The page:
Alain Baxter on the 2010 Winter Olympics in Vancouver
Vonn is expected to win multiple skiing medals in Vancouver
By Alain Baxter
Three-time Olympian and BBC Sport skiing expert
The Olympics are the ultimate for a winter sports athlete because the whole world is watching.
I was used to racing in front of big crowds because some of the bigger World Cups like Kitzbuehel, Wengen and Schladming had tens of thousands of spectators watching.
But I can still remember the roar of the crowd at Salt Lake City in 2002.
"My advice will be to enjoy yourselves but try not to get too caught up in the spectacle because you've really got to focus on performing the best you can on race day"
I've got a montage of pictures of me coming over the last roll near the bottom of the run. The picture is taken from behind so you can see my back and the huge crowd ahead of me. It was pretty cool and the photographs bring back great memories.
I didn't appreciate how big the Olympics were but the media went into a frenzy when I finished third in the slalom, becoming the first British alpine ski medallist at a Winter Games.
I was pictured on the front and back pages of most British newspapers.
And it was then well chronicled what happened afterwards when I failed a drugs test for having a trace of the banned substance lev-methamphetamine in my system from a US version of a nasal inhaler.
The Court of Arbitration for Sport cleared me of any wrongdoing but the International Olympic Committee refused to give me my medal back because of its strict liability rule.
The whole episode was a shame but I've got over that now and, after retiring at the end of last season, I'm looking forward to going to the Winter Olympics as a pundit for the first time.
Every athlete works so hard for four years to qualify for the Winter Olympics, yet you only find out a few weeks beforehand whether you've actually been selected.
It starts to sink in when you are handed all the Team GB-branded gear.
But it's not until you arrive at the Olympic venue you truly realise you are part of something special and feel the proud honour of representing your country.
I never went to an opening ceremony because my event, the slalom, was always one of the last events on the Winter Olympics schedule.
But for those going this time my advice will be to enjoy yourselves but try not to get too caught up in the spectacle because you've really got to focus on performing the best you can on race day.
Dave Ryding's video profile
It will be a first Olympics for the three-strong male British ski team - Ed Drake, Dave Ryding and Andy Noble - and I must admit I do feel sorry for my brother Noel who was not selected, for what would have been his third Winter Olympics.
The British governing body, Snowsport GB, went into administration last week after a battle with financial difficulties and Noel and the others have basically had to pay to be in the British ski team this season.
This has not helped Noel as he has been trying to qualify. I know the criteria is in black and white and he had not satisfied it but he was coming back from injury last year when a lot of the younger guys qualified so I feel it is harsh he is not going.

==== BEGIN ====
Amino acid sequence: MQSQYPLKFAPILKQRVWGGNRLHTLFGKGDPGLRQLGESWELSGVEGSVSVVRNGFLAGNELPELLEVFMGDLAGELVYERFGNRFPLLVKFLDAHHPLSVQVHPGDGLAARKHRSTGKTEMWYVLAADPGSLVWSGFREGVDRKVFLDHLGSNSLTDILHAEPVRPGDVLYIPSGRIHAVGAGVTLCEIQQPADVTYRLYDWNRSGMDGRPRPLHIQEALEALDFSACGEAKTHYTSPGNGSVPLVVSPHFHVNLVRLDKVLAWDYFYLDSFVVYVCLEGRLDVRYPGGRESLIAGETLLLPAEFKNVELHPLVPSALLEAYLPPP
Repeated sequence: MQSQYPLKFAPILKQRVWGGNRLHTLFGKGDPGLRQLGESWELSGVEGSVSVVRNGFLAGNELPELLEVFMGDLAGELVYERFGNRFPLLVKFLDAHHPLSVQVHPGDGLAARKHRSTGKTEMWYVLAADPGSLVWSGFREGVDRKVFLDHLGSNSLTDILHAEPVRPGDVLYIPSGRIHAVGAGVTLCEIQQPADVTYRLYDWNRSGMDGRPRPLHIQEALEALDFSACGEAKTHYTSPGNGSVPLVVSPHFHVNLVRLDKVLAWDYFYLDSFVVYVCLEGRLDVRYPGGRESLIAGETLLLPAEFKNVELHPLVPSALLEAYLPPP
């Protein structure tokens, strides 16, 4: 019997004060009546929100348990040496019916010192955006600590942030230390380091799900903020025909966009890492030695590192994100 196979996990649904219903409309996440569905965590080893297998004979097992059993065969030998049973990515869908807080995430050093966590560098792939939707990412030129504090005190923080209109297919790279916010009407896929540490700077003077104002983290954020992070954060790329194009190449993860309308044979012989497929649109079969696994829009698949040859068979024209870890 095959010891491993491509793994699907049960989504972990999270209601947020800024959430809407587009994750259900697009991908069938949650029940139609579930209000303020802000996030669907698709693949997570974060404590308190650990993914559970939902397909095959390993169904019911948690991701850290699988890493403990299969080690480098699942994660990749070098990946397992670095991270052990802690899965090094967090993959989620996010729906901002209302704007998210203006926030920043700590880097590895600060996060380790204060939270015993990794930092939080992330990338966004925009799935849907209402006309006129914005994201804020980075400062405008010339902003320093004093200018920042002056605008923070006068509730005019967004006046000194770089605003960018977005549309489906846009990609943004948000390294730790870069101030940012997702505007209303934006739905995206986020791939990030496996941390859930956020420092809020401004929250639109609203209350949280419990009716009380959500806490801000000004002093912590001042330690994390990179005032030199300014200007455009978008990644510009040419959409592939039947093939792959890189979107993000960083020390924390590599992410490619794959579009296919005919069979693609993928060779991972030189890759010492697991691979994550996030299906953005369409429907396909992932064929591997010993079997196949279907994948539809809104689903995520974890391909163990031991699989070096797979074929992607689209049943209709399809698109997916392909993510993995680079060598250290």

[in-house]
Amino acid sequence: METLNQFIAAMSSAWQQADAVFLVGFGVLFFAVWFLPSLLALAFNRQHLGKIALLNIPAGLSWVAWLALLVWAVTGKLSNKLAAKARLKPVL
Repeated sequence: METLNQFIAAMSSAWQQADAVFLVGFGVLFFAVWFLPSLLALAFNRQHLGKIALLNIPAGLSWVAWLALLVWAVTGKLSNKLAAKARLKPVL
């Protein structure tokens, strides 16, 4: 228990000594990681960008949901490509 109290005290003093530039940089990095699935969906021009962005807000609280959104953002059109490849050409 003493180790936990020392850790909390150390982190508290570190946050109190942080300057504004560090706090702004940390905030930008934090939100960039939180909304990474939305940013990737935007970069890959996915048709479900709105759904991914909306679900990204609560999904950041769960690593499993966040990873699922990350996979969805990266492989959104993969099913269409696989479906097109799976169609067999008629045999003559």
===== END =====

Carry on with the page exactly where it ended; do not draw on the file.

It's such a shame because in my opinion Britain is going to have one of its best slalom skiers sat at home watching the Olympics rather than competing in them.
"I wouldn't rule out Britain's Chemmy Alcott as I think she's got a great chance of a medal"
As always at an Olympics, it is difficult to predict medal winners because you often find athletes smaller nations managing to pull it out of the bag on race day.
In the women's races I think the gold medals will be split between American Lindsey Vonn, who has been amazing this season, and Germany's Maria Riesch.
But there are a few others, like Sweden's Anja Paerson and Austria's Kathrin Zettel and Marlies Schild who, if they get it right on the day, could upset the order.
And I wouldn't rule out Britain's Chemmy Alcott either as I think she's got a great chance of a medal.
Chemmy Alcott's video profile
She's competing in all five events and if she can get a good first race in and build from there to the super combined, which is probably her most likely event to medal in, then it would be fantastic for her and British skiing.
She's in a great position because there is no pressure on her and I think anyone finishing in the top 20 in World Cup can do well at the Olympics depending on the snow conditions.
The men's speed races look wide open with Swiss Didier Cuche and Carlo Janka in good form, old-time Michael Walchhofer from Austria still very capable while the Canadian locals will be looking to Manuel Osborne-Paradis to bring home a medal.
And you can never write off all-rounders Benjamin Raich and Aksel Lund Svindal.
In the technical events France's Julian Lizeroux, Reinfried Herbst and Manfred Pranger of Austria and Croatia's Ivica Kostelic are on paper the ones to back.
But there is a group of others who are consistent top 10 finishers like Canada's Michael Janyk and Julien Cousineau, who will be on home snow and with a bit of oomph from the fans could spring a surprise.
And America will have high hopes for Ted Ligety and Bode Miller, depending on which Miller turns up.
After struggling throughout last season, Miller only decided he was going to race just before the start of the season but he's definitely getting his ski legs back and in the recent races has been skiing well.
This page is best viewed in an up-to-date web browser with style sheets (CSS) enabled. While you will be able to view the content of this page in your current browser, you will not be able to get the full visual experience. Please consider upgrading your browser software or enabling style sheets (CSS) if you are able to do so.